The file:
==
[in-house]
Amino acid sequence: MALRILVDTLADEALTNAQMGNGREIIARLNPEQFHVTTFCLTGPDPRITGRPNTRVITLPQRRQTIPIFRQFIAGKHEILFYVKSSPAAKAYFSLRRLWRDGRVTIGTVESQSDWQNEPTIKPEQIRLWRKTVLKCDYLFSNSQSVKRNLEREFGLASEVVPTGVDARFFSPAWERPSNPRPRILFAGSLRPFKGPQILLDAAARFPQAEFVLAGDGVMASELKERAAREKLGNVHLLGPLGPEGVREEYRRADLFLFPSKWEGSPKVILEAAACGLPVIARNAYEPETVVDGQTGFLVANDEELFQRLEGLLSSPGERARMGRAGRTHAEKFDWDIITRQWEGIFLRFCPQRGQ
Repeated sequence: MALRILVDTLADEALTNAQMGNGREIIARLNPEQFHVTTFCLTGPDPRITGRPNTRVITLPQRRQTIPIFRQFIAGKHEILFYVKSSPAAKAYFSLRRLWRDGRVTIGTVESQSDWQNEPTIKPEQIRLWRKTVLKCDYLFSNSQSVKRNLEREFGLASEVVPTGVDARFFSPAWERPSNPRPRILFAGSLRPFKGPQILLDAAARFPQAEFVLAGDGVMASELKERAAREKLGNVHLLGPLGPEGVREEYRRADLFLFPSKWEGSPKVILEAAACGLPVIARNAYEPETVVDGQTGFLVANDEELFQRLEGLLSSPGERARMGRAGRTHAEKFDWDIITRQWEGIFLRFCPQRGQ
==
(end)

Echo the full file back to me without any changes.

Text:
[in-house]
Amino acid sequence: MALRILVDTLADEALTNAQMGNGREIIARLNPEQFHVTTFCLTGPDPRITGRPNTRVITLPQRRQTIPIFRQFIAGKHEILFYVKSSPAAKAYFSLRRLWRDGRVTIGTVESQSDWQNEPTIKPEQIRLWRKTVLKCDYLFSNSQSVKRNLEREFGLASEVVPTGVDARFFSPAWERPSNPRPRILFAGSLRPFKGPQILLDAAARFPQAEFVLAGDGVMASELKERAAREKLGNVHLLGPLGPEGVREEYRRADLFLFPSKWEGSPKVILEAAACGLPVIARNAYEPETVVDGQTGFLVANDEELFQRLEGLLSSPGERARMGRAGRTHAEKFDWDIITRQWEGIFLRFCPQRGQ
Repeated sequence: MALRILVDTLADEALTNAQMGNGREIIARLNPEQFHVTTFCLTGPDPRITGRPNTRVITLPQRRQTIPIFRQFIAGKHEILFYVKSSPAAKAYFSLRRLWRDGRVTIGTVESQSDWQNEPTIKPEQIRLWRKTVLKCDYLFSNSQSVKRNLEREFGLASEVVPTGVDARFFSPAWERPSNPRPRILFAGSLRPFKGPQILLDAAARFPQAEFVLAGDGVMASELKERAAREKLGNVHLLGPLGPEGVREEYRRADLFLFPSKWEGSPKVILEAAACGLPVIARNAYEPETVVDGQTGFLVANDEELFQRLEGLLSSPGERARMGRAGRTHAEKFDWDIITRQWEGIFLRFCPQRGQ